Tynia served the IT department of Orleans Parish Civil Court since 1998, over a decade of service in a position which required her and a single assistant to oversee and address the technology needs of more than 300 employees, an estimated 300 computers, 9 servers, multiple printers, Blackberries and any electronic issue which arose in Civil District Court or any of the offices under the Orleans Parish Clerk of Court’s dominion. As her emails reflect, she often turned to prayer and faith in moments when she felt overwhelmed by the responsibilities of her job.
Running a grossly understaffed and underfunded IT department is hard enough under any circumstance but when said department is responsible for many of New Orleans’ most valuable public records, the burden becomes that much greater. Tynia was fully aware of the enormous responsibility she held and particularly aware the servers she administered were the alpha and omega of not just the city’s property records, but the civil court records as well.
Suffice to say, Tynia has offered up a lot of prayers in her tenure.
In reference to Landry’s workload, Chicago-based IT consultant and Microsoft server specialist Michael Dumas said, “If that poor girl was getting 40 to 60 help notices daily, it’s outrageous to think she could run that office properly with a single assistant. It’s not unheard of for a single server administrator to run 9 servers with SQL and Exchange databases but combined with the number of employees she was responsible for, it’s just a recipe for disaster.”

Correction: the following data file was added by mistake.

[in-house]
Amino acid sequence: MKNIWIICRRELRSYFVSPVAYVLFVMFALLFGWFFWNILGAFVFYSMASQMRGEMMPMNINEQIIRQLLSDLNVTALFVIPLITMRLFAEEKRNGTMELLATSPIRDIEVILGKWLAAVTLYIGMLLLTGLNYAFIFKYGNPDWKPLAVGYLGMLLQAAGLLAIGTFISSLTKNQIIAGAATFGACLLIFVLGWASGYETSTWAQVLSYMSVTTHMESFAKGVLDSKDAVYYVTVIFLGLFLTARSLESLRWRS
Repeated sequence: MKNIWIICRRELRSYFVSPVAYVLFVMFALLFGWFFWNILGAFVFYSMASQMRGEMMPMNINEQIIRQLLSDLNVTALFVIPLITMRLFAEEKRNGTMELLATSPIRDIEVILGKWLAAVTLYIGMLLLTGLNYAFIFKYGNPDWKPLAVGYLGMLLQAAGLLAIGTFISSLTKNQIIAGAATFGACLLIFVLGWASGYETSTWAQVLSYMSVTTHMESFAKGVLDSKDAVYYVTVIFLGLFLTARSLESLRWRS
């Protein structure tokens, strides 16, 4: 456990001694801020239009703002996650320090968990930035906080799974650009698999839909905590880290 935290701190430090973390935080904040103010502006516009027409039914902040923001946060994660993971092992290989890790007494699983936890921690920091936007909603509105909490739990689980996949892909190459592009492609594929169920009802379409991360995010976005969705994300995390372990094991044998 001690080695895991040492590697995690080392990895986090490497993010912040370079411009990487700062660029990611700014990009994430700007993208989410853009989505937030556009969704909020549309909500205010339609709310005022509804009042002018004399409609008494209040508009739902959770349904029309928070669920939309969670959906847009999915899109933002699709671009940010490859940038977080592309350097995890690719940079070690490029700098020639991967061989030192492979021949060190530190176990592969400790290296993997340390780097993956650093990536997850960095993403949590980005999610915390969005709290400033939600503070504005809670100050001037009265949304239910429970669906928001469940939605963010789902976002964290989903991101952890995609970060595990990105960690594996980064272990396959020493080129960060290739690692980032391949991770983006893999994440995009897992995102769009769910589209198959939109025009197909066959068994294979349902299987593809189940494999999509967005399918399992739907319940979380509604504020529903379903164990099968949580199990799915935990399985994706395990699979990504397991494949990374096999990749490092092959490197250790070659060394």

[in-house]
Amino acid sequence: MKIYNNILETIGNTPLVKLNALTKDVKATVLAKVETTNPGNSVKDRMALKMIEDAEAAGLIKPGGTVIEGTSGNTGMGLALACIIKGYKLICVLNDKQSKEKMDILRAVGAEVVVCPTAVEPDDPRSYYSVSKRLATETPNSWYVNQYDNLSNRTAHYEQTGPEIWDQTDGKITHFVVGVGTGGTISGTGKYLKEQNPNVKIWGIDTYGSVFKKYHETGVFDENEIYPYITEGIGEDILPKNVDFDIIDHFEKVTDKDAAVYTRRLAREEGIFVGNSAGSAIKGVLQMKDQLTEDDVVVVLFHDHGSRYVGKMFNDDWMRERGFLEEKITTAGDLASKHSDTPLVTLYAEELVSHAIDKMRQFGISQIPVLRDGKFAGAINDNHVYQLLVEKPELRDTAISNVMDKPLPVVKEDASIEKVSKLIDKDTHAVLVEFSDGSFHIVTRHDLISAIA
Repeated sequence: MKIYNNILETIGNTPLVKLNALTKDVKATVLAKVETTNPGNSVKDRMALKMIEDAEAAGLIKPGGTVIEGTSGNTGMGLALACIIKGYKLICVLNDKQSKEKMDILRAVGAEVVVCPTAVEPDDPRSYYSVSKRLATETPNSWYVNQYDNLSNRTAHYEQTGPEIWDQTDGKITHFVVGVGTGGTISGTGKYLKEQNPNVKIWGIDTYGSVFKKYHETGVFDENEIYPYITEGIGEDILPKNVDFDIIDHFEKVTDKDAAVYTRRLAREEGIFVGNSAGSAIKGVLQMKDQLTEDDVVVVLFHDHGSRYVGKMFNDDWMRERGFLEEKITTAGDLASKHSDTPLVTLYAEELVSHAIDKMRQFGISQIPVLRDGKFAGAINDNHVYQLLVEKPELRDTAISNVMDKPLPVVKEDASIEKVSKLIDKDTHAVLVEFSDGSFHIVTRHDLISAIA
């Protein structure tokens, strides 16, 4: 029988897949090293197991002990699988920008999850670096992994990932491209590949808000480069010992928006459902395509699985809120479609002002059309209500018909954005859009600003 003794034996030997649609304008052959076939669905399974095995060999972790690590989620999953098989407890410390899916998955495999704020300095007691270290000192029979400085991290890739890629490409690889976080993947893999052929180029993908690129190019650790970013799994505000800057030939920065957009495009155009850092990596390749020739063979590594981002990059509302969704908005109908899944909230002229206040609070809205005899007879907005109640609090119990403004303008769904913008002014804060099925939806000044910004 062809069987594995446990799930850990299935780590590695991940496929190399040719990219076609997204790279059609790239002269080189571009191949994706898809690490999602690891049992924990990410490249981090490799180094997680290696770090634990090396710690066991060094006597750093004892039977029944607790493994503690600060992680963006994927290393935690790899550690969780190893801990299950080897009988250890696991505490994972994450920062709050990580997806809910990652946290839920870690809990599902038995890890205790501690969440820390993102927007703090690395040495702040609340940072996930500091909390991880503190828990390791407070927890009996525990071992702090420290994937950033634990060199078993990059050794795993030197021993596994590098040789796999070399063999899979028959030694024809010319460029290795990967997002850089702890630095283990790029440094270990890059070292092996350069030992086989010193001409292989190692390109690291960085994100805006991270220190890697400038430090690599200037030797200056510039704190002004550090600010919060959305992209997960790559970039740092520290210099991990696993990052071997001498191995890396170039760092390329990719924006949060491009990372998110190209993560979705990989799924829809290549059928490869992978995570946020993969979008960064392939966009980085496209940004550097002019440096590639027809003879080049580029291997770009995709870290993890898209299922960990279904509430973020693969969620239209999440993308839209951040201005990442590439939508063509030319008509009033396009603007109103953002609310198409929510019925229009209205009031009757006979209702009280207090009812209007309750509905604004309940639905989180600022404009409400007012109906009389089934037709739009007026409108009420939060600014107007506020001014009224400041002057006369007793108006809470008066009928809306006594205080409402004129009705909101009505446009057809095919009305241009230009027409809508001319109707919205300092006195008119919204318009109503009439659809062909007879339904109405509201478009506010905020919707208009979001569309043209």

As Landry described it, she spent most of her time “putting out fires”. Up until the October crash, her biggest fire was Hurricane Katrina. In fact, the flood waters of Katrina nearly wiped out the mortgage and conveyance records for good.An email timeline and some video clips are included as well.
All of this drives home that, as far as the city's public records go, we'd been absurdly lucky 'til this past October that nothing major had happened. Go read.
And speaking of the whole anonymous commenter thing that was raised a tad at the tail end of yesterday's post, Terri Troncale finds Sports Illustrated's Jeff Pearlman confronting anonymous tweeters about their hate speech online:
This time, I aspired to know why Matt, cloaked in the anonymity provided by the internet, felt the need to respond in such a way to, of all things, a Jeff Bagwell post.
So, going deep, deep, deep undercover, I tracked him down and, shortly after our exchange, gave him a call.
Quite frankly, I wanted to hate him. I wanted to bash him. I wanted to plaster his name, address and personal information atop a column on CNN.com, so that when someone Googled his name for future employment, they'd find the words "Sent me a link to pornographic material."
Then we spoke. And I (dammit) liked him. Without invisibility or the support of his 54 Twitter followers or the superhuman powers supplied by a warm keyboard, Matt was meek and apologetic. "I was just trying to get a rise out of you," he said. "You're a known sports writer, and I thought it was cool. That's all. I never meant for it to reach this point."
Sadly, Matt's online behavior is far from an anomaly. Anyone who writes or is written about is now a potential target for abuse. Online civility -- it if ever existed -- has withered up and died. And it's only getting worse.